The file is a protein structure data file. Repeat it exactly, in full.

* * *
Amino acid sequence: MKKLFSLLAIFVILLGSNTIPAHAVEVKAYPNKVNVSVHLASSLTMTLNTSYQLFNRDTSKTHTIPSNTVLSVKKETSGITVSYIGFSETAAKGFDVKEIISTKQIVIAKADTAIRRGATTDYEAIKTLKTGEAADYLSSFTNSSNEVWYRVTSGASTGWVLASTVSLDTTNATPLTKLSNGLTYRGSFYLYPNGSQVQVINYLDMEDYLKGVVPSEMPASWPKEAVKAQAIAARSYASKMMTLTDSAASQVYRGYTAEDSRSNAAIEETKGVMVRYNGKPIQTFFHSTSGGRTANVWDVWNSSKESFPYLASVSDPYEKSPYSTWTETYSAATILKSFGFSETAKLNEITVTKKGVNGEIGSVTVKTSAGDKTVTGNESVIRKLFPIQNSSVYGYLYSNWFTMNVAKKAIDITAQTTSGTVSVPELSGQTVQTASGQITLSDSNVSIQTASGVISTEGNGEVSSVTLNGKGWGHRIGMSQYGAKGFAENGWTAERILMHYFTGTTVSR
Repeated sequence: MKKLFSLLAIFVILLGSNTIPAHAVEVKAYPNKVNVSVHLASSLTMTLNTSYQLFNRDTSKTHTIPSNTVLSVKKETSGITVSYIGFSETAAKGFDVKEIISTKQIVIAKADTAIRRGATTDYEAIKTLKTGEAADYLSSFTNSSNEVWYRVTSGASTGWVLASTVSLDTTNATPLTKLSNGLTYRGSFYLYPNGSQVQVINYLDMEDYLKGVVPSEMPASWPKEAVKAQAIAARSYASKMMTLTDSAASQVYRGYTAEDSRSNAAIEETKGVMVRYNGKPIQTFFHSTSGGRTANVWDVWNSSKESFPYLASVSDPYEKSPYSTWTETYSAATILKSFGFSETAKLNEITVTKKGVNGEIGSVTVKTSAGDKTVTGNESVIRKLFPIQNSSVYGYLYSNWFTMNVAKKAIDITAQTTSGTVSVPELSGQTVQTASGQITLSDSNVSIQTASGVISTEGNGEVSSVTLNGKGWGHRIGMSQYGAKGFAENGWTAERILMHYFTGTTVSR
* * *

Amino acid sequence: MKKLFSLLAIFVILLGSNTIPAHAVEVKAYPNKVNVSVHLASSLTMTLNTSYQLFNRDTSKTHTIPSNTVLSVKKETSGITVSYIGFSETAAKGFDVKEIISTKQIVIAKADTAIRRGATTDYEAIKTLKTGEAADYLSSFTNSSNEVWYRVTSGASTGWVLASTVSLDTTNATPLTKLSNGLTYRGSFYLYPNGSQVQVINYLDMEDYLKGVVPSEMPASWPKEAVKAQAIAARSYASKMMTLTDSAASQVYRGYTAEDSRSNAAIEETKGVMVRYNGKPIQTFFHSTSGGRTANVWDVWNSSKESFPYLASVSDPYEKSPYSTWTETYSAATILKSFGFSETAKLNEITVTKKGVNGEIGSVTVKTSAGDKTVTGNESVIRKLFPIQNSSVYGYLYSNWFTMNVAKKAIDITAQTTSGTVSVPELSGQTVQTASGQITLSDSNVSIQTASGVISTEGNGEVSSVTLNGKGWGHRIGMSQYGAKGFAENGWTAERILMHYFTGTTVSR
Repeated sequence: MKKLFSLLAIFVILLGSNTIPAHAVEVKAYPNKVNVSVHLASSLTMTLNTSYQLFNRDTSKTHTIPSNTVLSVKKETSGITVSYIGFSETAAKGFDVKEIISTKQIVIAKADTAIRRGATTDYEAIKTLKTGEAADYLSSFTNSSNEVWYRVTSGASTGWVLASTVSLDTTNATPLTKLSNGLTYRGSFYLYPNGSQVQVINYLDMEDYLKGVVPSEMPASWPKEAVKAQAIAARSYASKMMTLTDSAASQVYRGYTAEDSRSNAAIEETKGVMVRYNGKPIQTFFHSTSGGRTANVWDVWNSSKESFPYLASVSDPYEKSPYSTWTETYSAATILKSFGFSETAKLNEITVTKKGVNGEIGSVTVKTSAGDKTVTGNESVIRKLFPIQNSSVYGYLYSNWFTMNVAKKAIDITAQTTSGTVSVPELSGQTVQTASGQITLSDSNVSIQTASGVISTEGNGEVSSVTLNGKGWGHRIGMSQYGAKGFAENGWTAERILMHYFTGTTVSR